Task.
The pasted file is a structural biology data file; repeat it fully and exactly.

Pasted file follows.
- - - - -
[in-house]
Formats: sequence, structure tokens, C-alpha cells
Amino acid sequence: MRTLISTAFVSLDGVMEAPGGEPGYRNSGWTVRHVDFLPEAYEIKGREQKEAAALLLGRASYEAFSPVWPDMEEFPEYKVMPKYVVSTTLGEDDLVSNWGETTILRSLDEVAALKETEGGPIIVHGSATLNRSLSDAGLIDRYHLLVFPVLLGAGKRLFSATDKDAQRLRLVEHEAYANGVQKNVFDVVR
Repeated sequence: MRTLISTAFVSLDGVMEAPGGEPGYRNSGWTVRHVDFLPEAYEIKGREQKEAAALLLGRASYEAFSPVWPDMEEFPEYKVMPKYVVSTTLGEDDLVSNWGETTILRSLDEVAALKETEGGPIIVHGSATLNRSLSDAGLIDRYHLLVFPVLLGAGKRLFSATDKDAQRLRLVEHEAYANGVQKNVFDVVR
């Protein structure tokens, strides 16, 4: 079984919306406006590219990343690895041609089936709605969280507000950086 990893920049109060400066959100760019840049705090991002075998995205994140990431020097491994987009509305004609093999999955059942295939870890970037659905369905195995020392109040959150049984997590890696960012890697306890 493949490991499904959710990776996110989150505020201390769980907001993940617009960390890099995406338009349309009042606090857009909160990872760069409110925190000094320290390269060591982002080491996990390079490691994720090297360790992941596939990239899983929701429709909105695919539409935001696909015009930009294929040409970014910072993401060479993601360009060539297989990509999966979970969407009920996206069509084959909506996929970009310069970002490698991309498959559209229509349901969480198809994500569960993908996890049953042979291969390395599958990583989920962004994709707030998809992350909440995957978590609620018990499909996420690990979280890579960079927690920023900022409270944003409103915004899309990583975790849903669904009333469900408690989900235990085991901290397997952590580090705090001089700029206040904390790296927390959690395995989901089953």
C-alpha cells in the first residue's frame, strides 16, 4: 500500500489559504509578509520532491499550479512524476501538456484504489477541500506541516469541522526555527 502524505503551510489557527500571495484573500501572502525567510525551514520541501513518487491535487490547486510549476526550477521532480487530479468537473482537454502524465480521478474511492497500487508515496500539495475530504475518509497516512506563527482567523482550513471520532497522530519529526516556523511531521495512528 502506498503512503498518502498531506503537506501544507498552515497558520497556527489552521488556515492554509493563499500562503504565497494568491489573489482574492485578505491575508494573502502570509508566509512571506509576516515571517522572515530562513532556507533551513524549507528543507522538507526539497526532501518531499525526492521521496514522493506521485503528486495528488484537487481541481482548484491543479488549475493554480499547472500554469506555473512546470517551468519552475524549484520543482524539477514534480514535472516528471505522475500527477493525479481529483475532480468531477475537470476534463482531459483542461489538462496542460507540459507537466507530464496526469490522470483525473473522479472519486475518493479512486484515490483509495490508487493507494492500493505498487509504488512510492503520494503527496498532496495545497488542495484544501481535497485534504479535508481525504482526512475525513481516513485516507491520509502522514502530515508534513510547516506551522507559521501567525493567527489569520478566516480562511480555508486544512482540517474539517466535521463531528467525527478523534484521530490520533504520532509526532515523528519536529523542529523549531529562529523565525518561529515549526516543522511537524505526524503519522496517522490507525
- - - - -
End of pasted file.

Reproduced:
[in-house]
Formats: sequence, structure tokens, C-alpha cells
Amino acid sequence: MRTLISTAFVSLDGVMEAPGGEPGYRNSGWTVRHVDFLPEAYEIKGREQKEAAALLLGRASYEAFSPVWPDMEEFPEYKVMPKYVVSTTLGEDDLVSNWGETTILRSLDEVAALKETEGGPIIVHGSATLNRSLSDAGLIDRYHLLVFPVLLGAGKRLFSATDKDAQRLRLVEHEAYANGVQKNVFDVVR
Repeated sequence: MRTLISTAFVSLDGVMEAPGGEPGYRNSGWTVRHVDFLPEAYEIKGREQKEAAALLLGRASYEAFSPVWPDMEEFPEYKVMPKYVVSTTLGEDDLVSNWGETTILRSLDEVAALKETEGGPIIVHGSATLNRSLSDAGLIDRYHLLVFPVLLGAGKRLFSATDKDAQRLRLVEHEAYANGVQKNVFDVVR
């Protein structure tokens, strides 16, 4: 079984919306406006590219990343690895041609089936709605969280507000950086 990893920049109060400066959100760019840049705090991002075998995205994140990431020097491994987009509305004609093999999955059942295939870890970037659905369905195995020392109040959150049984997590890696960012890697306890 493949490991499904959710990776996110989150505020201390769980907001993940617009960390890099995406338009349309009042606090857009909160990872760069409110925190000094320290390269060591982002080491996990390079490691994720090297360790992941596939990239899983929701429709909105695919539409935001696909015009930009294929040409970014910072993401060479993601360009060539297989990509999966979970969407009920996206069509084959909506996929970009310069970002490698991309498959559209229509349901969480198809994500569960993908996890049953042979291969390395599958990583989920962004994709707030998809992350909440995957978590609620018990499909996420690990979280890579960079927690920023900022409270944003409103915004899309990583975790849903669904009333469900408690989900235990085991901290397997952590580090705090001089700029206040904390790296927390959690395995989901089953």
C-alpha cells in the first residue's frame, strides 16, 4: 500500500489559504509578509520532491499550479512524476501538456484504489477541500506541516469541522526555527 502524505503551510489557527500571495484573500501572502525567510525551514520541501513518487491535487490547486510549476526550477521532480487530479468537473482537454502524465480521478474511492497500487508515496500539495475530504475518509497516512506563527482567523482550513471520532497522530519529526516556523511531521495512528 502506498503512503498518502498531506503537506501544507498552515497558520497556527489552521488556515492554509493563499500562503504565497494568491489573489482574492485578505491575508494573502502570509508566509512571506509576516515571517522572515530562513532556507533551513524549507528543507522538507526539497526532501518531499525526492521521496514522493506521485503528486495528488484537487481541481482548484491543479488549475493554480499547472500554469506555473512546470517551468519552475524549484520543482524539477514534480514535472516528471505522475500527477493525479481529483475532480468531477475537470476534463482531459483542461489538462496542460507540459507537466507530464496526469490522470483525473473522479472519486475518493479512486484515490483509495490508487493507494492500493505498487509504488512510492503520494503527496498532496495545497488542495484544501481535497485534504479535508481525504482526512475525513481516513485516507491520509502522514502530515508534513510547516506551522507559521501567525493567527489569520478566516480562511480555508486544512482540517474539517466535521463531528467525527478523534484521530490520533504520532509526532515523528519536529523542529523549531529562529523565525518561529515549526516543522511537524505526524503519522496517522490507525